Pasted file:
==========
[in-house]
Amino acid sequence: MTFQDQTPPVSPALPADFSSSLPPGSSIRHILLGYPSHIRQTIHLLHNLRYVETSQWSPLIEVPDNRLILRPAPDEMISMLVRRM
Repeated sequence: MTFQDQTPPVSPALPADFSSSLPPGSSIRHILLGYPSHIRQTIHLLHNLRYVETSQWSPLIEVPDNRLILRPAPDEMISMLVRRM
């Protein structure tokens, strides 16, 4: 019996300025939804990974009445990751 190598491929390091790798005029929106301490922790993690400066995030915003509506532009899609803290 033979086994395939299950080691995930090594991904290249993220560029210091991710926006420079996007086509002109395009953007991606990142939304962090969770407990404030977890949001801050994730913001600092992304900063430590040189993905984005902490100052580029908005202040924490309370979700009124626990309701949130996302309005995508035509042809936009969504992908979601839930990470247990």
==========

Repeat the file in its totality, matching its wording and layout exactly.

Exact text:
[in-house]
Amino acid sequence: MTFQDQTPPVSPALPADFSSSLPPGSSIRHILLGYPSHIRQTIHLLHNLRYVETSQWSPLIEVPDNRLILRPAPDEMISMLVRRM
Repeated sequence: MTFQDQTPPVSPALPADFSSSLPPGSSIRHILLGYPSHIRQTIHLLHNLRYVETSQWSPLIEVPDNRLILRPAPDEMISMLVRRM
């Protein structure tokens, strides 16, 4: 019996300025939804990974009445990751 190598491929390091790798005029929106301490922790993690400066995030915003509506532009899609803290 033979086994395939299950080691995930090594991904290249993220560029210091991710926006420079996007086509002109395009953007991606990142939304962090969770407990404030977890949001801050994730913001600092992304900063430590040189993905984005902490100052580029908005202040924490309370979700009124626990309701949130996302309005995508035509042809936009969504992908979601839930990470247990």